6 Common CSS mistakes made by Developers

6 Common CSS mistakes made by Developers min min

For years, I’ve seen numerous engineers working at my clients make the same common mistakes with Cascading Stylesheets (CSS). Even the talented, experienced engineers make these mistakes despite their expertise across broad technical areas because they haven’t dedicated time to learning CSS the same way they dedicated time to learning algorithms in university.

I think CSS is perceived as an unintuitive and difficult language to work with because of these common mistakes that thwart most developers when they try to write CSS. If you can avoid these mistakes, you’ll see that CSS is actually a straightforward, easy-to-understand language that doesn’t deserve its reputation.

6 Common CSS mistakes made by Developers:

Below are the top 6 most common mistakes I’ve seen engineers make throughout my engagements.

1. Over-Qualifying Selectors:

Being overly specific when selecting elements to style is not a good practice. The following selector is perfect example of what I am talking about:

Over Qualifying Selectors

You don’t have to put ul and li in the selector syntax because all the elements inside the #nav are inside list items, so there’s no reason for that bit of specificity.

Over Qualifying Selectors example sol

2. Not using Shorthand properties:

Most people know about and use some shorthand, but many don’t make full use of these space-saving properties. Shorthand properties can be used to set several properties at once, in a single declaration, instead of using a separate declaration for each individual property. This can save a lot of space in your CSS file.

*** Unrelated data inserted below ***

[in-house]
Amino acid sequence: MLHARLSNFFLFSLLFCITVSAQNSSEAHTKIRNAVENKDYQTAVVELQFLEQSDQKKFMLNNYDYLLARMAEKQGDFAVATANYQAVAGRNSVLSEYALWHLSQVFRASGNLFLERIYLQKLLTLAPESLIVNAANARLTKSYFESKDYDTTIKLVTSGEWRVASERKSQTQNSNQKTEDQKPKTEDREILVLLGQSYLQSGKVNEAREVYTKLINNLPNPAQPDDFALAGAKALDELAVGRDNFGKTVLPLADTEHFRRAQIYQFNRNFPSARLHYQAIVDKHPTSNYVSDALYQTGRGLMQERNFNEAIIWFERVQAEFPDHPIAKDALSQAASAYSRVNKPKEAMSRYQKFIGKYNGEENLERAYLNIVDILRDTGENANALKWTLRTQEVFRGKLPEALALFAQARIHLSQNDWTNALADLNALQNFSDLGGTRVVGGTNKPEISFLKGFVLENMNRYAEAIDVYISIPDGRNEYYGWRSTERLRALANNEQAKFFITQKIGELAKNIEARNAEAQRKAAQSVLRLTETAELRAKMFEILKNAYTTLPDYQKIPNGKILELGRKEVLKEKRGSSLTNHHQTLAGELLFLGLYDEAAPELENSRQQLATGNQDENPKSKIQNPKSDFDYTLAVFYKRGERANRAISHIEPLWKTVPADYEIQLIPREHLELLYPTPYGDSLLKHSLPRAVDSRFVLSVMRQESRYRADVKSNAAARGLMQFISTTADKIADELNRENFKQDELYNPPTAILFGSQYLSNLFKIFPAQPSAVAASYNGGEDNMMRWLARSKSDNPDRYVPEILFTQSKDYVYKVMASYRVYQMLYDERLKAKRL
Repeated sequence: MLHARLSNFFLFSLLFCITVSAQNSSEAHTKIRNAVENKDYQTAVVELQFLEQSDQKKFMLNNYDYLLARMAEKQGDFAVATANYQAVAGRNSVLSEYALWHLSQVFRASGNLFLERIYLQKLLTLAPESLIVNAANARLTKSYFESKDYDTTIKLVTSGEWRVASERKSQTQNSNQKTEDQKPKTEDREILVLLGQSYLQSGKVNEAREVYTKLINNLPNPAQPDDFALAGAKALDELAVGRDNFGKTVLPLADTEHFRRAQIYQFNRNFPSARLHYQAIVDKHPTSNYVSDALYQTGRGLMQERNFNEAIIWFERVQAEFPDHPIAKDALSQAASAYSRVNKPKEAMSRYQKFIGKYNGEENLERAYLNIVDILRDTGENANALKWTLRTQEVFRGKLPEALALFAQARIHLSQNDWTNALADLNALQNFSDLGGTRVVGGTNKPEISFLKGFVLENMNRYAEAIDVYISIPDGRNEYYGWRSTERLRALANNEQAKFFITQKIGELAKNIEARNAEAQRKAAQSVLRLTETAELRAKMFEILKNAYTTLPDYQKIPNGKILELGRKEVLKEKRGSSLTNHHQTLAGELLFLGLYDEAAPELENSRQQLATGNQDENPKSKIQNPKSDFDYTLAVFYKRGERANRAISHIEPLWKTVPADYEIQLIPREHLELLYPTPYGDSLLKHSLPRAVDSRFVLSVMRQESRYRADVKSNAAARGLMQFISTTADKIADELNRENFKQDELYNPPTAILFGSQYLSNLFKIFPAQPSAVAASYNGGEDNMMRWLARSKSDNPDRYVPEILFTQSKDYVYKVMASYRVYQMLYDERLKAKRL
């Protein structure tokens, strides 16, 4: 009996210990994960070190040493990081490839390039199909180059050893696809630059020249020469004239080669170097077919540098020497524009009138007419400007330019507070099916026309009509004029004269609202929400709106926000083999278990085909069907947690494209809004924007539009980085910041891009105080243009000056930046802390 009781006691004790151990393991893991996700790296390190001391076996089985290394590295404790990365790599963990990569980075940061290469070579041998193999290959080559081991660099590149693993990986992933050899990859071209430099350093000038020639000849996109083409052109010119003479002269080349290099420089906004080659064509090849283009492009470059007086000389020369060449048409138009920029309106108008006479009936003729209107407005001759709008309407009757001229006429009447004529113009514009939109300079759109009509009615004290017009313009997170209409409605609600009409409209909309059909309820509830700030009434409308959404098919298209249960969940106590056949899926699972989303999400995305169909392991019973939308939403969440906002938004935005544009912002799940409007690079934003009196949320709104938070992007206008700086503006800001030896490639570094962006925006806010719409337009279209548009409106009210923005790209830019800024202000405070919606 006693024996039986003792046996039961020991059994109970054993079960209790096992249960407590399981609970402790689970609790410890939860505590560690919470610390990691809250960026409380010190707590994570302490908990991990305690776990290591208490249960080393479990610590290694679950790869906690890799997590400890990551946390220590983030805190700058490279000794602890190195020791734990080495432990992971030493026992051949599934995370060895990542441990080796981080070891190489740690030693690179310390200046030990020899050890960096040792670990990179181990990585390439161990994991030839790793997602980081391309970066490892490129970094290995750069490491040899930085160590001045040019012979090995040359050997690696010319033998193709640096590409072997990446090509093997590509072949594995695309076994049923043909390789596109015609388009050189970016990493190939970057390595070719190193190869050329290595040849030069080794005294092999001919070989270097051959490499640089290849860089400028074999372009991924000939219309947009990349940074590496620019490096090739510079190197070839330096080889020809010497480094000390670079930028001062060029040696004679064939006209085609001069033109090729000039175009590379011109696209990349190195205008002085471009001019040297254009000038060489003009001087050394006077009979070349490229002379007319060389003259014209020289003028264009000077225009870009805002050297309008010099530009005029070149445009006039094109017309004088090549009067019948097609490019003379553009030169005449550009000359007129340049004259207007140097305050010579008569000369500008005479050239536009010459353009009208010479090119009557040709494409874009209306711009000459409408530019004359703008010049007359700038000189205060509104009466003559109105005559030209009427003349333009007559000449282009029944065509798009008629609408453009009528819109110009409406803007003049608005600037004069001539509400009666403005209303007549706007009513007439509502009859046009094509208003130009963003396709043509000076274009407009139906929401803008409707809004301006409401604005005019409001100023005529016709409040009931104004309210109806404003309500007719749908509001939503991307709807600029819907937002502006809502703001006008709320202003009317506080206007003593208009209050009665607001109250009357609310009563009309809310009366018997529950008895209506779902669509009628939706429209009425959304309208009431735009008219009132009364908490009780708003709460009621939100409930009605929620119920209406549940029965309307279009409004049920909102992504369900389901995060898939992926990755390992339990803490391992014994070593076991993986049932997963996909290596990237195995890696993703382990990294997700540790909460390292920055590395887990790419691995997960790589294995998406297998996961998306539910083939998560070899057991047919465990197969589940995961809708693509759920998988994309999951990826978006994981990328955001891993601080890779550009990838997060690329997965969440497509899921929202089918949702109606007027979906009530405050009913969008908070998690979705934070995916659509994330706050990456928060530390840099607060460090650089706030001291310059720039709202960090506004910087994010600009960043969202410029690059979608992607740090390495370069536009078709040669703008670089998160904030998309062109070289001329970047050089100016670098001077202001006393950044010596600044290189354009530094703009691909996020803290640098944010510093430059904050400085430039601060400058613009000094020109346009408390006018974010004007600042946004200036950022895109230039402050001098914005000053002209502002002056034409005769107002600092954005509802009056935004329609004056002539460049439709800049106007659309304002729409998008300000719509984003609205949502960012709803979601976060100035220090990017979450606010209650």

Not using Shorthand properties

3. Using Redundant Properties:

I often find many developers applying the same properties to multiple selectors. For example, styling an <h4>in the header to look exactly like the<h5>in the footer. Instead of writing individual CSS for both, just combine them, with the selectors separated by (,):

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4. Not Providing Fallback Fonts:

In a perfect world, every computer would always have every font you would ever want to use installed. Unfortunately, we don’t live in a perfect world.

It is very important to always use fallback fonts. This means that you should add a list of similar “backup fonts” in the font-family property. If the first font does not work, the browser will try the next one, and the next one, and so on. For example:

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5. Using only one Stylesheet for Everything:

If you are working on a small project, its fine to use a single stylesheet. However, if you’re working on a large project, splitting style sheets into distinct ones is strongly suggested because it’ll be easier to manage and provide better modularity.

Different CSS files might be used for different fixes. By organizing CSS into disparate stylesheets, you’ll know immediately where to find a style you want to change.

Using only one Stylesheet for Everything

6. Over-Using Z-index Values:

I have seen developers over-using the z-index by using high values when trying to put an element in front of the other. What if another developer needs to move another elements up? This person will have to set an even higher z-index value. Isn’t it?

I recommend using it wisely and moderately, increasing the necessary amount to achieve the desired result.

Tip: Using a preprocessor like Sass or Stylus, will help you in handling z-index layers on your application smartly.

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